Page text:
Jed Hoyer: "The Trade Market Will Continue to Be An Active Place Well Into February"

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Jed Hoyer: “The Trade Market Will Continue to Be An Active Place Well Into February”

Chicago Cubs

You’re going to want to read today’s Q&A at ESPN with Chicago Cubs GM Jed Hoyer, if for no other reason than to see if you leave it with the same sense I got.

It’s also just a good set of questions and interesting/fun/informative answers:

Despite the interview being conducted in the last couple days, and despite the reality that when Spring Training arrives (in 10 days) teams prefer not to make major moves, I find it very interesting that Hoyer still leans on the idea that the offseason isn’t over, refusing to take Jesse Rogers’ offers on more or less calling the offseason a wrap.

At this point in the offseason, he very easily could’ve focused his points on the guys they have, how competitive they can be with this group, and spun some other thoughtful BS about how they actually are happy with the way things have turned out. But he really didn’t do that. He of course mentioned the talent and the potential to win, but mostly, Hoyer repeatedly emphasized that there is still time:

  • “The offseason is not over.”
  • “For the Cubs, things probably got pushed back a little bit. We’re probably at a different place in the offseason, calendarwise, than we normally would have been.”
  • “We’re not necessarily finished making moves going into spring training.”
  • “I think it’s too early to say [there will be less movement than we hoped for].”
  • “The major free-agent market just wrapped up. There’s been a lot of activity [talking to other teams]. I expect that up to and into spring training.”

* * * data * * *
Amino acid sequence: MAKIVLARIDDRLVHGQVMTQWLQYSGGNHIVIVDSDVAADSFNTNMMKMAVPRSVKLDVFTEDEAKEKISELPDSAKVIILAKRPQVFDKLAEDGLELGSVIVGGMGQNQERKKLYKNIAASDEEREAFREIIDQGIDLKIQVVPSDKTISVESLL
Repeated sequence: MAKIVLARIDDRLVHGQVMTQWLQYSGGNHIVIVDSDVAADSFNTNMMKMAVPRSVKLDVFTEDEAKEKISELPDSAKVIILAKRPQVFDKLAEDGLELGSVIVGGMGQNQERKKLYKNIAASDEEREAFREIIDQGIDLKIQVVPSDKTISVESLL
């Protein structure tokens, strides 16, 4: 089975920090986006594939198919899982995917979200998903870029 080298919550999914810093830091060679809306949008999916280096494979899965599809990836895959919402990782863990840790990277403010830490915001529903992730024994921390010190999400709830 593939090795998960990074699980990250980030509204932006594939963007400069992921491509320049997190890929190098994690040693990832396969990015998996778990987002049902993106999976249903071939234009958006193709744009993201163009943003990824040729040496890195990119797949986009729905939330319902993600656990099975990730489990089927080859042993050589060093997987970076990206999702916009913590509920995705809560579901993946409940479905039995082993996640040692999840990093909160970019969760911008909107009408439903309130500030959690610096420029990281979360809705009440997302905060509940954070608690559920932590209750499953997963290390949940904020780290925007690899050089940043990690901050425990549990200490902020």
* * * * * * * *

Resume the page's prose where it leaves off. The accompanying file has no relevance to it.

• “The trade market will continue to be an active place well into February.”

It is a decently long interview, but it wasn’t that long. But Hoyer again and again went to this well, which I find very interesting, given how rare it is for major trades to go down in February and March.

To be sure, I don’t think this should get you on the edge of your seat for a major trade (especially not a major acquisition trade, given what we know about the Cubs’ plans to get under the luxury tax). But, like I said, I do think these comments are very much suggestive of a front office that very much believes more trade activity is legitimately possible – as in, the talks they are having must have them believing it.

Again, at this point in the offseason, after the delayed grievance and with free agency mostly settled, the Cubs could easily just try to excuse the lack of activity to this point rather than setting fans up with any expectations that there could still be movement. Like, this wasn’t just Hoyer saying, “oh, you never know” – he was shoving his foot into the door, repeatedly, to leave it cracked. I just find that very interesting for a front office that is historically very conservative with its messaging (well, outside of season-ending press conferences, I suppose).

Stay tuned?

Author: Brett Taylor

Brett Taylor is the Editor and Lead Cubs Writer at Bleacher Nation, and you can find him on Twitter at @BleacherNation and @Brett_A_Taylor.